The term "relaxation" is vague and subjective. It can be used to describe any activity that brings temporary release from the pressures of life - watching TV, pursuing a hobby, drinking a 6-pack of beer, surfing the net, soaking in a bath, dancing till dawn... Is there such a thing as true relaxation from a scientific perspective? Eminent stress researcher Herbert Benson MD of Harvard Medical College showed that meditation and yoga cause measurable changes to heart rate, blood pressure, muscle tension, hormone balance, and brainwave activity. At the time, it came as something of a surprise to learn that an individual could exert control over these normally unconscious processes that are regulated by the autonomic (involuntary) nervous system. However, a major limitation to the efficacy of yoga and meditation was that these techniques required training, practice, and persistence. Benefits were not immediate. Relaxation required some hard work! Benson's studies did not include floatation REST because it was largely unknown at that time. Since the early 1980s, however, research has demonstrated that floatation REST elicits a significantly more powerful relaxation response than any other technique known to science, and does this automatically, passively, and without the need for training or practice. The brain is a network of cells that constantly exchange electrochemical messages with one another. Brainwaves are the electrical activity generated when hundreds of cells "fire" at the same time in the same part of the brain. The human brain has four distinct brainwave patterns, which are associated with four distinct states of consciousness Electrical activity in the cortex of the brain can be recorded with an EEG (electro-encephalograph) and is measured in Hertz (frequency or cycles per second). The beta state (13 Hz and above): Low amplitude, high frequency brain activity associated with normal waking consciousness and externally directed, linear-thinking mental activity. The alpha state (8 - 12 Hz): Higher amplitude, lower frequency brain activity associated with mild relaxation, daydreaming, reverie and light meditation. The alpha state is relatively easy to access. The theta state (4 - 8 Hz): Very high amplitude, very low frequency brain activity just above the threshold of consciousness, associated with deep mental processes, creativity, inspiration, and illumination. Theta is a highly elusive state. Although we fleetingly pass through the theta state as we fall asleep at night and again as we wake up in the mornings, it is practically impossible to enter this state at will and remain in it without falling asleep. One of the unique features of floatation REST is that after 10 to 20 minutes of floating, theta becomes the predominant level of brain activity, and remains so for the duration of the float session. The Delta state (0.5 - 4 Hz): This state of minimal brain activity is associated with deep dreamless sleep. The brain-state associated with floating - where the whole brain is balanced, synchronized, and resonating at the theta level - is something unique.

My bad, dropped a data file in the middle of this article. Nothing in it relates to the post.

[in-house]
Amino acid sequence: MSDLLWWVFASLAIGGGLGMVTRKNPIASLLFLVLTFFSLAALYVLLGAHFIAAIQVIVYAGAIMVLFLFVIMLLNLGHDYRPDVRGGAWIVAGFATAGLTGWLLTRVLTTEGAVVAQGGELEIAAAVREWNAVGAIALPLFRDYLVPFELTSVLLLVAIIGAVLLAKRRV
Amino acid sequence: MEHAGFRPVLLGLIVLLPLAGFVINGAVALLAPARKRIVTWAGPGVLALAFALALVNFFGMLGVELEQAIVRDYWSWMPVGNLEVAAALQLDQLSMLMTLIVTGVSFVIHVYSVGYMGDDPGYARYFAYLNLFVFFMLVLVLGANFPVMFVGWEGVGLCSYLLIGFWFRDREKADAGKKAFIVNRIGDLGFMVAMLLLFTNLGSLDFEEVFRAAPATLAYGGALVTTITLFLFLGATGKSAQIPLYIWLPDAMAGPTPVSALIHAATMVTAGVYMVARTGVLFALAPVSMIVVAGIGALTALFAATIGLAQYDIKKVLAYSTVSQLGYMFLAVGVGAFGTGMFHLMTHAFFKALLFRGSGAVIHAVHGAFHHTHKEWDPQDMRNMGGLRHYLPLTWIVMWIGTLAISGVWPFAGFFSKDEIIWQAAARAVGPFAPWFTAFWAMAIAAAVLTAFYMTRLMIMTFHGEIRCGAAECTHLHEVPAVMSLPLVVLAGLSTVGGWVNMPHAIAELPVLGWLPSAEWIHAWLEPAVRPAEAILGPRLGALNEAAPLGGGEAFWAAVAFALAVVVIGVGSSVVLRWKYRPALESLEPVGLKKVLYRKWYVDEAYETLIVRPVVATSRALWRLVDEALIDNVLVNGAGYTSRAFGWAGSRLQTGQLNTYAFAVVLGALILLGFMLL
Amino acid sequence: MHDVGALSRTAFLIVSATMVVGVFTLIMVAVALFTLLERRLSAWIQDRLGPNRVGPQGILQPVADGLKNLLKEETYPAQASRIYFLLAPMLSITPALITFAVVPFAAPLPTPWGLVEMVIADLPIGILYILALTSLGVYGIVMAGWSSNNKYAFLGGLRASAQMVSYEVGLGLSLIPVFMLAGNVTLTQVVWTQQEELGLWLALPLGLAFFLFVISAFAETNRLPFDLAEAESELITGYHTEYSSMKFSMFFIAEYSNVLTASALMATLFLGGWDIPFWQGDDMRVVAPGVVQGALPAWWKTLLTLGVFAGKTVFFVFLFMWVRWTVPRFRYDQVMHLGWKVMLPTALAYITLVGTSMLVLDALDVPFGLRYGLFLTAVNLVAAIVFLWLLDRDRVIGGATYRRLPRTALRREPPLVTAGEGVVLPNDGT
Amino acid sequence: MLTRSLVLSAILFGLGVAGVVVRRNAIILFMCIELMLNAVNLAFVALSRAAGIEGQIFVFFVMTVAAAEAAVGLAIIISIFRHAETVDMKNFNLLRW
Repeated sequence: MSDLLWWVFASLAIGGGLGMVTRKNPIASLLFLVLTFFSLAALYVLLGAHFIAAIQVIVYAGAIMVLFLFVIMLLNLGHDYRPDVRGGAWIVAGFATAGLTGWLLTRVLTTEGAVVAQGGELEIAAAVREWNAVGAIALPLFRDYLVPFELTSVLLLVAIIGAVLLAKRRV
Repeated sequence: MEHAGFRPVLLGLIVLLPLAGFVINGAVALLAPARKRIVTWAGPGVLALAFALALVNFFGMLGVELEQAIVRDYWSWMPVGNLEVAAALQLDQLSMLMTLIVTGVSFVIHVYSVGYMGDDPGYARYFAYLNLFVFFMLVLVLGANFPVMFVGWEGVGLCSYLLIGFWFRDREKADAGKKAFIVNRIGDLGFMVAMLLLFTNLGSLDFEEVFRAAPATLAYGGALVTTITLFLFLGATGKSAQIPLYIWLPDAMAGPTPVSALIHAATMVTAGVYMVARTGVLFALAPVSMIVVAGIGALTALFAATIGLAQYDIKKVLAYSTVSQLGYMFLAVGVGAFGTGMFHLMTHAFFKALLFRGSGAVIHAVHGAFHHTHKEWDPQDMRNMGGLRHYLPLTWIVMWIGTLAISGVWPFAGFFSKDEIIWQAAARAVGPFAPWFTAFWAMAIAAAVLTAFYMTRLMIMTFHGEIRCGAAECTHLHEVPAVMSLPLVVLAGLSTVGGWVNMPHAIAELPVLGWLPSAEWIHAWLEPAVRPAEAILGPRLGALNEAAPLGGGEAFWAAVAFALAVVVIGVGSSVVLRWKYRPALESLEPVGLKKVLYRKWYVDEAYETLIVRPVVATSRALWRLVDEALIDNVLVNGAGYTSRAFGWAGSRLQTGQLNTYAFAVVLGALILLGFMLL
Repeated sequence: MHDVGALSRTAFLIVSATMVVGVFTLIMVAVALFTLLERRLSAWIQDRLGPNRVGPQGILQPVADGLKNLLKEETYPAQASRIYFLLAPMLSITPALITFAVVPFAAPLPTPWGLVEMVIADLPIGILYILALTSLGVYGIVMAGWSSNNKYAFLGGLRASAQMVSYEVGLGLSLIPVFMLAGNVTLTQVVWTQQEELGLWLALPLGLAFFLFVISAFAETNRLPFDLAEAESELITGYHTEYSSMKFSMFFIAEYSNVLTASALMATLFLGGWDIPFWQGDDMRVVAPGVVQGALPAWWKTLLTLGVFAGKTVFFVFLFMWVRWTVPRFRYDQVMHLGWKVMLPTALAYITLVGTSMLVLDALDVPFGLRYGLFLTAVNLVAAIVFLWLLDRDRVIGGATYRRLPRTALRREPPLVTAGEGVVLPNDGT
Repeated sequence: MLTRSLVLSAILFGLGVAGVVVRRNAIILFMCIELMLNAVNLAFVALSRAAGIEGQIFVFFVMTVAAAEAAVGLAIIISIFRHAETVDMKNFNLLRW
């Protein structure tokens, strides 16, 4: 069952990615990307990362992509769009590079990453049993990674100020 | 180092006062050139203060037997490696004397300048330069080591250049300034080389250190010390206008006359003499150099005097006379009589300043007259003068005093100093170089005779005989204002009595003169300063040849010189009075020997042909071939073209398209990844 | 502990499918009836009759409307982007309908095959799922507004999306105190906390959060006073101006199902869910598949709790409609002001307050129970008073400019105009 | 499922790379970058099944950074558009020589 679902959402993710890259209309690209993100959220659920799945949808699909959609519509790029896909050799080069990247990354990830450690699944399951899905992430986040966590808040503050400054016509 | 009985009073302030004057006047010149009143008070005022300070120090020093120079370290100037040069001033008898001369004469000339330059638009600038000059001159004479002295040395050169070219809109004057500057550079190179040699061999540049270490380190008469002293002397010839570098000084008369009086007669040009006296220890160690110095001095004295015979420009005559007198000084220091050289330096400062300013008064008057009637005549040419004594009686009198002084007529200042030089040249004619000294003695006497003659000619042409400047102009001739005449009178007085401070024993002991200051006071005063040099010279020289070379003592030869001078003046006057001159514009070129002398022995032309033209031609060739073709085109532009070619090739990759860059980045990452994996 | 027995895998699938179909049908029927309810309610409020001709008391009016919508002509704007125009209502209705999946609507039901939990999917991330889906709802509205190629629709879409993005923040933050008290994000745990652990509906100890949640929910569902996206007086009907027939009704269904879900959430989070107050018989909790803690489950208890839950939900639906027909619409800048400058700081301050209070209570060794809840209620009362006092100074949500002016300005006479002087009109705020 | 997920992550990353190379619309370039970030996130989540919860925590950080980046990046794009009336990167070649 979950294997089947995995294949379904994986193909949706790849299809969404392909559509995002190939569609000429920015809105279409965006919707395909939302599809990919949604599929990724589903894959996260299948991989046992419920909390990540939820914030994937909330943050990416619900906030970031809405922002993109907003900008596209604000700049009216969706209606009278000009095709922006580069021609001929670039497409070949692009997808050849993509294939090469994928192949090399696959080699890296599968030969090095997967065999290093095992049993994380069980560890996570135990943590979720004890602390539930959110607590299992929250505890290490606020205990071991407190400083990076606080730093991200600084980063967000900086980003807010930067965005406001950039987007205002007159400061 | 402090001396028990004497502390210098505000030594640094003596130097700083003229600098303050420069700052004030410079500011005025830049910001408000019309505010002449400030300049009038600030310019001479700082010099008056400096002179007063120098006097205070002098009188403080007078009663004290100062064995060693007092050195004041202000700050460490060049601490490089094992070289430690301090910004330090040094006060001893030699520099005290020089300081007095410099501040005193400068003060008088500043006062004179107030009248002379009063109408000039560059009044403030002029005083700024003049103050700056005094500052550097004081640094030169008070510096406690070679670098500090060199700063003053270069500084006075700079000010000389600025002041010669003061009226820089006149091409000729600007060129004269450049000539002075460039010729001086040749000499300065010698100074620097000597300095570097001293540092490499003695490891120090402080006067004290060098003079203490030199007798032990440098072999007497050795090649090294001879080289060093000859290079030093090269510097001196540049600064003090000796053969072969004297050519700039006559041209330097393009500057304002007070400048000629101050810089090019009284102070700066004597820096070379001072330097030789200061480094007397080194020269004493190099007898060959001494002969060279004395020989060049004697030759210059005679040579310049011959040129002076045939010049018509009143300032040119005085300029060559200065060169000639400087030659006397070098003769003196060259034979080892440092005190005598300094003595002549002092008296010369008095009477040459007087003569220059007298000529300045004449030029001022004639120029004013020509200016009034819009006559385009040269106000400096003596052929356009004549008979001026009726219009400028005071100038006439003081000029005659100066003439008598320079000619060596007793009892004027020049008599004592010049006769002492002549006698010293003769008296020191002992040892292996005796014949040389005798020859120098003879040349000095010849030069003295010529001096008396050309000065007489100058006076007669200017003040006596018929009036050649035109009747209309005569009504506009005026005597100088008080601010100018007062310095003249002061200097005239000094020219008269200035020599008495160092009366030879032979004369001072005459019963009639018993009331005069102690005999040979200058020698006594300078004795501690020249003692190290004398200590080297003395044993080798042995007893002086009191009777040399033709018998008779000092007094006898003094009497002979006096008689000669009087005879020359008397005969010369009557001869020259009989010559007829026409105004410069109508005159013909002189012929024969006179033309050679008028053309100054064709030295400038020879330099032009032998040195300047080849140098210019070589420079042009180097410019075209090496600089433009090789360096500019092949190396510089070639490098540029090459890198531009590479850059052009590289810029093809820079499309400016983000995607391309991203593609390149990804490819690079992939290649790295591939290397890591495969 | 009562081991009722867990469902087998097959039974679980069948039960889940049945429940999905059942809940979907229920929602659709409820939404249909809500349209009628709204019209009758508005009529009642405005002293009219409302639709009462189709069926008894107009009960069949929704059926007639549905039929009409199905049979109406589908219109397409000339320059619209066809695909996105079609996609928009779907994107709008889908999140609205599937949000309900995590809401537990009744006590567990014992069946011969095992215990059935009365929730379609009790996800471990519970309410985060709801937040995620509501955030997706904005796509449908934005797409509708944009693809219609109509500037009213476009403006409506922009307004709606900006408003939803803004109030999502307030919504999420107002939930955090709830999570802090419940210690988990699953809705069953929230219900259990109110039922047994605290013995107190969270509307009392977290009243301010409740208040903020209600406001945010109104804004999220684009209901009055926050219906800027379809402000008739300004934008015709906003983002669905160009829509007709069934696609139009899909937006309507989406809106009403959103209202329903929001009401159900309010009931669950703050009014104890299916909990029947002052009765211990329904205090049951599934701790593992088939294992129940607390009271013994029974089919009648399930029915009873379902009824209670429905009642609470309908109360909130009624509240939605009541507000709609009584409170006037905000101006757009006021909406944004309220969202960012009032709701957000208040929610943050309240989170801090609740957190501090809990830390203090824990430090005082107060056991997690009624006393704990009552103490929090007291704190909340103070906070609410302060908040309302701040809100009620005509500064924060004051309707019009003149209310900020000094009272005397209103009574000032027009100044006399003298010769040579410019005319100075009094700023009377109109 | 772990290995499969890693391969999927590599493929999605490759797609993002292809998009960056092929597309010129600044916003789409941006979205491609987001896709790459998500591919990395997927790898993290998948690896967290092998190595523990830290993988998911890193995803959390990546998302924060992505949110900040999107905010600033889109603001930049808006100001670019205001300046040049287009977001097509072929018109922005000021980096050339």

Physical Rehabilitation